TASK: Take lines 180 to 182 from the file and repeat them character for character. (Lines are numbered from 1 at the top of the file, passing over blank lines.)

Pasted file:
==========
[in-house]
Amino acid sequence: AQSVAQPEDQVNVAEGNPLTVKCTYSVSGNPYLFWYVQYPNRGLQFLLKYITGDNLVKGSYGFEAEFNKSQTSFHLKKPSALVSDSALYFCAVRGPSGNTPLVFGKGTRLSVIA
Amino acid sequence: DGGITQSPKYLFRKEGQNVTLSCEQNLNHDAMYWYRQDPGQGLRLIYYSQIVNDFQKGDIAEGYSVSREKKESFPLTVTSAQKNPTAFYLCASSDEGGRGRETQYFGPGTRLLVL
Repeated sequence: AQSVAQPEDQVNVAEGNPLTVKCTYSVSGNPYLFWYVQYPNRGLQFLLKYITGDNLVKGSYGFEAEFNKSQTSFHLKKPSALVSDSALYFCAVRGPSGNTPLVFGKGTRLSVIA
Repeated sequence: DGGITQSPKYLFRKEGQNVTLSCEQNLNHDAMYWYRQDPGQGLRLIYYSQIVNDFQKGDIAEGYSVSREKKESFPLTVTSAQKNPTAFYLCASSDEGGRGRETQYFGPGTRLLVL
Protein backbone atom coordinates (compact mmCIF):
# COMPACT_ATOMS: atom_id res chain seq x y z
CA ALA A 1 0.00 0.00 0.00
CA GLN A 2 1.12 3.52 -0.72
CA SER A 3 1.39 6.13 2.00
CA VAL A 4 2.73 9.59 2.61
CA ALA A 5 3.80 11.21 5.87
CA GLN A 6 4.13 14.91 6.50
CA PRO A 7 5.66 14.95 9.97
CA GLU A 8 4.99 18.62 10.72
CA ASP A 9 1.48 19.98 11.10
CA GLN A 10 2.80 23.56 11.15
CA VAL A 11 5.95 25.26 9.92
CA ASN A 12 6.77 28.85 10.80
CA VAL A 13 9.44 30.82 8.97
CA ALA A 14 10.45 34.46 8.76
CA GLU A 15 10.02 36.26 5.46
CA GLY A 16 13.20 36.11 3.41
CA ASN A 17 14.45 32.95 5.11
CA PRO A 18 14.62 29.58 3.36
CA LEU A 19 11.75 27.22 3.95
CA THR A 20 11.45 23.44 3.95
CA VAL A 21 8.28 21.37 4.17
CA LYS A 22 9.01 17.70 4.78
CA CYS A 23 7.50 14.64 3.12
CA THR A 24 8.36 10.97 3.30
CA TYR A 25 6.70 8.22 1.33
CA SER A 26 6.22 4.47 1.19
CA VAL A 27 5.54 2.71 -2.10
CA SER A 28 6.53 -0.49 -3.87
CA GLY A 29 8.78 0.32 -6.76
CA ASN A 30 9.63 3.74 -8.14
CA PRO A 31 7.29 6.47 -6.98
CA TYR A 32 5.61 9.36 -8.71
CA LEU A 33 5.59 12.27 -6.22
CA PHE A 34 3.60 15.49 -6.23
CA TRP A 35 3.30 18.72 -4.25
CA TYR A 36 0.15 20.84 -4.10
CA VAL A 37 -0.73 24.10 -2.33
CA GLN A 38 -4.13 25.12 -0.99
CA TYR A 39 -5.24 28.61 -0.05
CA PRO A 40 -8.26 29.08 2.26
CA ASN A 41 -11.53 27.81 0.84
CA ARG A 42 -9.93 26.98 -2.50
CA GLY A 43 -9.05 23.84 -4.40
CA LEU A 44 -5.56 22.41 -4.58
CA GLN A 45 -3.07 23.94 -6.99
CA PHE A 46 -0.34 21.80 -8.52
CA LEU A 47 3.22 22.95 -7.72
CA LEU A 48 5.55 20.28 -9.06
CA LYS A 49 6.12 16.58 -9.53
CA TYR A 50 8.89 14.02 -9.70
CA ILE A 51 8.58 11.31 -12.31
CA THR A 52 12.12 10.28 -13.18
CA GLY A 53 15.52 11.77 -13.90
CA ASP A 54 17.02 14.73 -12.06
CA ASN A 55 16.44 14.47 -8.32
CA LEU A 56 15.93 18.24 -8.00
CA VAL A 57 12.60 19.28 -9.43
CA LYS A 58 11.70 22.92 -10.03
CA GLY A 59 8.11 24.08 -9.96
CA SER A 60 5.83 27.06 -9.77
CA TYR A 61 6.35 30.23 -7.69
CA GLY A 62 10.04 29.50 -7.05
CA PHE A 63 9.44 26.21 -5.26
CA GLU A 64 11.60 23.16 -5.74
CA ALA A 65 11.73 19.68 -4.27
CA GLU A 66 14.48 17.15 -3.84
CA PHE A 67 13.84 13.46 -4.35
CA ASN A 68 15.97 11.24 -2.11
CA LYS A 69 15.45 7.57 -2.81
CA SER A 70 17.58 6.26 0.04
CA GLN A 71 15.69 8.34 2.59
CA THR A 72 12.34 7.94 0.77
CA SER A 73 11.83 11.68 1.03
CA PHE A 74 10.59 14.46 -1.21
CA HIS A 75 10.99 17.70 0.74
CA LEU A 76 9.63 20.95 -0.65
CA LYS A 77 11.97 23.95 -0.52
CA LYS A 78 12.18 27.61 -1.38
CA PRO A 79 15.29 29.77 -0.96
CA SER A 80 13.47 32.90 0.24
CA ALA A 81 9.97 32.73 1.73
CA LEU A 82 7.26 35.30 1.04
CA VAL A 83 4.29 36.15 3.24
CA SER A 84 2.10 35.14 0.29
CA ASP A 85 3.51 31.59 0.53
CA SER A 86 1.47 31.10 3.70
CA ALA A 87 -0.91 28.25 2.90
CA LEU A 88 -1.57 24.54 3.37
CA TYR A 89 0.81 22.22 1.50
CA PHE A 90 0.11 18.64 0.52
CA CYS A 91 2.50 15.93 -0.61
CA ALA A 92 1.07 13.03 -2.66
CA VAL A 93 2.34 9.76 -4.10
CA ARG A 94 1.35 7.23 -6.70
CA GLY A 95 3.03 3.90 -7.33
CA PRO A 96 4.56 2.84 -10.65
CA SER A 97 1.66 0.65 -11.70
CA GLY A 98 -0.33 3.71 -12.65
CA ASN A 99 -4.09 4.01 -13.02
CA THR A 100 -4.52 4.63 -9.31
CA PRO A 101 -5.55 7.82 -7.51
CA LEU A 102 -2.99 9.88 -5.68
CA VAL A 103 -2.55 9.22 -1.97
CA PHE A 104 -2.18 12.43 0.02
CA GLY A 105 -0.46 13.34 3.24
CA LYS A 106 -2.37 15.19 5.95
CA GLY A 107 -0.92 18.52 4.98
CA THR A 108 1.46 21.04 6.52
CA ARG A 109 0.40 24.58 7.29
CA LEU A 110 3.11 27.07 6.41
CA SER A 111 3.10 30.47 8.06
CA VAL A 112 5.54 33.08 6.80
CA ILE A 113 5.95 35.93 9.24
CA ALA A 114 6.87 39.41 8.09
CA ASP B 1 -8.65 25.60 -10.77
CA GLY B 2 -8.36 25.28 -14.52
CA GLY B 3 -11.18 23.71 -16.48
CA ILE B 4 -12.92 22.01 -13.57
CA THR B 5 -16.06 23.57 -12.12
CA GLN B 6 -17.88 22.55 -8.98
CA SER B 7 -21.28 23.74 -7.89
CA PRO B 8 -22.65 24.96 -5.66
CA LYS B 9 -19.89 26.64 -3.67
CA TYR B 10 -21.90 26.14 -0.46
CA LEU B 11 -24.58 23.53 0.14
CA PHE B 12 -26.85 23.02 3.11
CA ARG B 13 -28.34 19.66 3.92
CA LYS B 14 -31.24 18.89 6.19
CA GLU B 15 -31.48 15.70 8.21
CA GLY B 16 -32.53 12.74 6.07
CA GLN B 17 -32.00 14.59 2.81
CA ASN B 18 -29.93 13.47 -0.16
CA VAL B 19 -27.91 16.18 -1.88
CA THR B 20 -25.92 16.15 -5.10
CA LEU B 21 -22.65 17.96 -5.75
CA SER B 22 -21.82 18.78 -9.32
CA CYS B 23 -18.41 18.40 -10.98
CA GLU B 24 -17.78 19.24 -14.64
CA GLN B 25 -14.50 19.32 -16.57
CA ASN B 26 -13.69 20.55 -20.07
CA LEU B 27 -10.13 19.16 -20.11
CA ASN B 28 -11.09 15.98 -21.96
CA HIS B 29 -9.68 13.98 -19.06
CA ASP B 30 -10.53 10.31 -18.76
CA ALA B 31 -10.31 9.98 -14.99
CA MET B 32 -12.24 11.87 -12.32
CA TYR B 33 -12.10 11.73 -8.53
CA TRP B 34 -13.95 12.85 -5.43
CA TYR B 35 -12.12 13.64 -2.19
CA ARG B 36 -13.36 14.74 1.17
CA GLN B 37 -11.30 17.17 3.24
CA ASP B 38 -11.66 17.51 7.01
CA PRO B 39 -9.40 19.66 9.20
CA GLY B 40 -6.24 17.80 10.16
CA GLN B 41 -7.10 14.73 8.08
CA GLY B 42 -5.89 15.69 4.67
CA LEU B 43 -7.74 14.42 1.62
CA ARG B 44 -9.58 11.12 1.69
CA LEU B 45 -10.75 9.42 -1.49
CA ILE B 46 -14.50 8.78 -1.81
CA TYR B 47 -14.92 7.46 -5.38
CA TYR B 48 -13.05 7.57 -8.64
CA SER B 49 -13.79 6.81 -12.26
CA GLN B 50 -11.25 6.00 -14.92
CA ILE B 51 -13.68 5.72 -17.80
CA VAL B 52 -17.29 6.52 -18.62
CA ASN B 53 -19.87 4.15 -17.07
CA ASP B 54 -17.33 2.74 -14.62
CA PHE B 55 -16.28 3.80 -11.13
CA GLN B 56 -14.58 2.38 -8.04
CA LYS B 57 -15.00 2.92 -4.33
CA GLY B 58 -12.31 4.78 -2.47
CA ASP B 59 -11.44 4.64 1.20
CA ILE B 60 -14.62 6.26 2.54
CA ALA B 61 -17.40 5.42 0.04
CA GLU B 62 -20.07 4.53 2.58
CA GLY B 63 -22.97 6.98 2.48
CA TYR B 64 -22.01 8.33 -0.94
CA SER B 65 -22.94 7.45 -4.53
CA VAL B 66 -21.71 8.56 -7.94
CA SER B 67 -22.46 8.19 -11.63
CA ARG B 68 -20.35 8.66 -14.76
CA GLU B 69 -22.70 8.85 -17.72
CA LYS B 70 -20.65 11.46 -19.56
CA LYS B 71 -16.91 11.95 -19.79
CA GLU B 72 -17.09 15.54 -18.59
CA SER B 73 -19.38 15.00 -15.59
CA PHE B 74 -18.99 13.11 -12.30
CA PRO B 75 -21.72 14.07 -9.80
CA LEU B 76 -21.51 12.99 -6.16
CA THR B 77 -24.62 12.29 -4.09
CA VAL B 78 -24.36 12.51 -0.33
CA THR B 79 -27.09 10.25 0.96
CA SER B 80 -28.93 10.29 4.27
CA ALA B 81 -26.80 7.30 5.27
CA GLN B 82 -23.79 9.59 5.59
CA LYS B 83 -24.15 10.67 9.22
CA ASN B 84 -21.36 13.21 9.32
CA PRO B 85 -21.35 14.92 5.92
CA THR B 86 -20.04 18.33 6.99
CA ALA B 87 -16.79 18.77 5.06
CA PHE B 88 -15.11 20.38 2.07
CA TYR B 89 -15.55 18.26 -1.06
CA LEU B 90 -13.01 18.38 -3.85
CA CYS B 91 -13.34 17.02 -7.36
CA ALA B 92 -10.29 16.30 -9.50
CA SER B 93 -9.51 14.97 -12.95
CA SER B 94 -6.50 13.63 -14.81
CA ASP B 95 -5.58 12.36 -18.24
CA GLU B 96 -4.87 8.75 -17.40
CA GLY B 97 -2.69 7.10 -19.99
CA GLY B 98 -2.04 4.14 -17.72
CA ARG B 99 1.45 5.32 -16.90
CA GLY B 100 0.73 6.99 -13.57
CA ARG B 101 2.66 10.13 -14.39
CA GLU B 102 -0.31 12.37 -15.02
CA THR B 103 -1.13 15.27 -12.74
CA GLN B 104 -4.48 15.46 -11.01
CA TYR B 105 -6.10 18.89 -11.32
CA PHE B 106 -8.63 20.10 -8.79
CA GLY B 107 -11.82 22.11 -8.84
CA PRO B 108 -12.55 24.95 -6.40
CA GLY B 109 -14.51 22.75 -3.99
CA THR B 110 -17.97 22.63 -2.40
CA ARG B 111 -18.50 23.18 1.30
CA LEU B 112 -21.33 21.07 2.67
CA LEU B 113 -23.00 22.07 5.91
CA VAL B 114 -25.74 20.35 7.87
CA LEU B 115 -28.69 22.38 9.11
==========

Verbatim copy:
CA ASP B 59 -11.44 4.64 1.20
CA ILE B 60 -14.62 6.26 2.54
CA ALA B 61 -17.40 5.42 0.04